Federal Courts Corner: When Will The Court Make A Decision About My Motion?

April 1, 2016Articles Garden State Gavel Blog

Clients always ask: When will the Court make a decision about my motion? The general rule is that lawyers cannot predict with any certainty when the federal courts will resolve any particular pending motion.

In the federal courts, there is no requirement that judges issue an opinion within any time frame. However, the Civil Justice Reform Act (the “CJRA”) provides some guidance. It encourages judges to resolve matters before them within a certain period of time.

Among other things, the Act periodically requires the District Courts to publish a report, listing the motions that remain unresolved for more than six months, along with the judge to which the motion and matter is assigned. Colloquially, in the District of New Jersey, we refer to this as the “Six Month List.” Similarly, the Act requires publication of all cases, and the judge to which it is assigned, that remain open three years after the filing of the initial complaint.

By virtue of the CJRA’s reporting requirements, Congress attempts to leverage the peer pressure between the federal judges to encourage productivity. Congress also attempts to capitalize on the potential public scrutiny attendant to the publication of these statistics to spur the quick and efficient administration of justice.

In a perfect world, clients could generally expect a decision about their pending motion within six months of its filing date. But our world is not perfect. The District of New Jersey faces a judicial emergency, which has made it increasingly difficult for the Court to promptly address litigants’ motions. Under the present conditions, litigants cannot rely on the “six month” rule of thumb with any certainty.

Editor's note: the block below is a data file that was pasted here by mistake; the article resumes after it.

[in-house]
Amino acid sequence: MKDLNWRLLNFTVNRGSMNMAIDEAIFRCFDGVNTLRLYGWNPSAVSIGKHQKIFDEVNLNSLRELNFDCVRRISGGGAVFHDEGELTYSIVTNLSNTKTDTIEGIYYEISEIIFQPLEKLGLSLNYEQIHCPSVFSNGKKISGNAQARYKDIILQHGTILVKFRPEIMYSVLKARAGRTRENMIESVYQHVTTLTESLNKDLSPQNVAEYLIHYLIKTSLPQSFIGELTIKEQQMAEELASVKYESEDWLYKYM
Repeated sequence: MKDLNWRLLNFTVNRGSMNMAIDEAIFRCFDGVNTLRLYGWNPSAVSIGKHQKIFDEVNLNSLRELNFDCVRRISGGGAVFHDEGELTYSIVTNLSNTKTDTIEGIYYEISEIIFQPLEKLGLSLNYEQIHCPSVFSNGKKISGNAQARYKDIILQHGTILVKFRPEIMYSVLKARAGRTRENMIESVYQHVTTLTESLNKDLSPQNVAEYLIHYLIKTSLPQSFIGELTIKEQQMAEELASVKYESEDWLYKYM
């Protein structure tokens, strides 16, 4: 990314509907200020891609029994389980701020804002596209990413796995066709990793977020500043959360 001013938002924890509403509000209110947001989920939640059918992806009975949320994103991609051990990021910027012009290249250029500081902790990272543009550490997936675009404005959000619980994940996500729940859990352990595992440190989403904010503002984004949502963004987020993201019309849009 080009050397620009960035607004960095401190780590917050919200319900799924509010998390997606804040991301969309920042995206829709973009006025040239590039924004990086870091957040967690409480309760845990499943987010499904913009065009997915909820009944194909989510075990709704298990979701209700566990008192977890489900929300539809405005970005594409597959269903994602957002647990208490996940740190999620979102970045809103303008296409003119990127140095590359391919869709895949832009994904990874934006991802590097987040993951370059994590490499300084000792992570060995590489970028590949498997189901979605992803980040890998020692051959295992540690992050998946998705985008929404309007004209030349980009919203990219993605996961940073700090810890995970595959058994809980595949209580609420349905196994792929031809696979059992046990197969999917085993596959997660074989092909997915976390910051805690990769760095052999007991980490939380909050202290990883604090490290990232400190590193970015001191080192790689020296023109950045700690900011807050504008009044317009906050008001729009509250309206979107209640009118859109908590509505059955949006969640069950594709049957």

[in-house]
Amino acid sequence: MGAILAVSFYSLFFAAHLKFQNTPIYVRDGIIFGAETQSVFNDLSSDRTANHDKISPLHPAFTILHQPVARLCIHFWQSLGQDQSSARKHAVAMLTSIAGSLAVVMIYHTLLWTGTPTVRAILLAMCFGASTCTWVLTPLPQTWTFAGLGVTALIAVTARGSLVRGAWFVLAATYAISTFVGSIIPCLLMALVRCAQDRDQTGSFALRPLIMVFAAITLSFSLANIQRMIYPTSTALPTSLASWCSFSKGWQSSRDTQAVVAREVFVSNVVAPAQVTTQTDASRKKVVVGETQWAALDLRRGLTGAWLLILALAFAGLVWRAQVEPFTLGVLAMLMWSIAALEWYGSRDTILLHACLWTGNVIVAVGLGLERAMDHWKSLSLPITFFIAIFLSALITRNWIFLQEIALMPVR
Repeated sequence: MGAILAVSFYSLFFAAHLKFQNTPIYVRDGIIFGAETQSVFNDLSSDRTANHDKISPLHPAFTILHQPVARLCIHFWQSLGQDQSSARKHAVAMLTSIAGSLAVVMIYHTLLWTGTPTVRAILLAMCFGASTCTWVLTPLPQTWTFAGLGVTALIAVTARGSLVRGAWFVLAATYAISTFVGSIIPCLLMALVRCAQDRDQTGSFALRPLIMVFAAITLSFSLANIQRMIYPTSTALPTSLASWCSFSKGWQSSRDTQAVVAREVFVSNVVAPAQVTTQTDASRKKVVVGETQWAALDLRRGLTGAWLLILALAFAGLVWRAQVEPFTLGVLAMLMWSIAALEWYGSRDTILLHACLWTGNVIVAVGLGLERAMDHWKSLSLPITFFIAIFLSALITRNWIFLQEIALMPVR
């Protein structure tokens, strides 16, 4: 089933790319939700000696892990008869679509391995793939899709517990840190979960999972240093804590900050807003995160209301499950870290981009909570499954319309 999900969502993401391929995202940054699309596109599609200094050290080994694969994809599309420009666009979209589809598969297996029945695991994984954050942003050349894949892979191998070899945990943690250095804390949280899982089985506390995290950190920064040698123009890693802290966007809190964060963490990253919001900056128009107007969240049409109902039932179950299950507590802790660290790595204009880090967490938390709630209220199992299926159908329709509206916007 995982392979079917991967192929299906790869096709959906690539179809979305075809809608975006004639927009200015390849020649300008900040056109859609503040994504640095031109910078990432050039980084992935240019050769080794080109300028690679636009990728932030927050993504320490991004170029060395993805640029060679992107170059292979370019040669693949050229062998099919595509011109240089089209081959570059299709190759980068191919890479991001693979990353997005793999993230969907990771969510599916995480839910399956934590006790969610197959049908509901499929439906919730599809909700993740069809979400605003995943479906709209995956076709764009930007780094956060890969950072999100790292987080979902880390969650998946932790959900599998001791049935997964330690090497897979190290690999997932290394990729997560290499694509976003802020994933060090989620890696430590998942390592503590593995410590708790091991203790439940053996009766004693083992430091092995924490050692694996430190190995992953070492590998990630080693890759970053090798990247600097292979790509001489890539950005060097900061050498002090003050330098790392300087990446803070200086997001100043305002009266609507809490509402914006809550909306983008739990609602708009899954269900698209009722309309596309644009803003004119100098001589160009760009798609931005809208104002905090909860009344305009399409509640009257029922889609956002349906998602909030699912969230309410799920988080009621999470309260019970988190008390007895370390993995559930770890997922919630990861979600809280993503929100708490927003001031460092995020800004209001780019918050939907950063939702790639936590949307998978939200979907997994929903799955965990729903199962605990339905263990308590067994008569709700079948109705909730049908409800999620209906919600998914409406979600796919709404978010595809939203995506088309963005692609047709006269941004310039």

Clients’ concerns are grave because their unresolved motions and protracted litigation negatively affect their wallets. Next time your client wants to know when the District Court for the District of New Jersey will decide a pending motion, consider explaining the Six Month List and its parameters. Also consider explaining that Congress has yet to confirm nominations for new judges for the District, making it increasingly difficult for the Court to timely handle its pending disputes.

The old adage “knowledge is power” proves true. Clients may be able to use information about the Six Month List and our judicial emergency to budget, forecast, and strategize. Clients that better understand how the political battles over the judicial nomination and confirmation process directly affect them and their wallets may find it prudent to pressure their Senators to address the pending judicial nominations and to schedule a vote.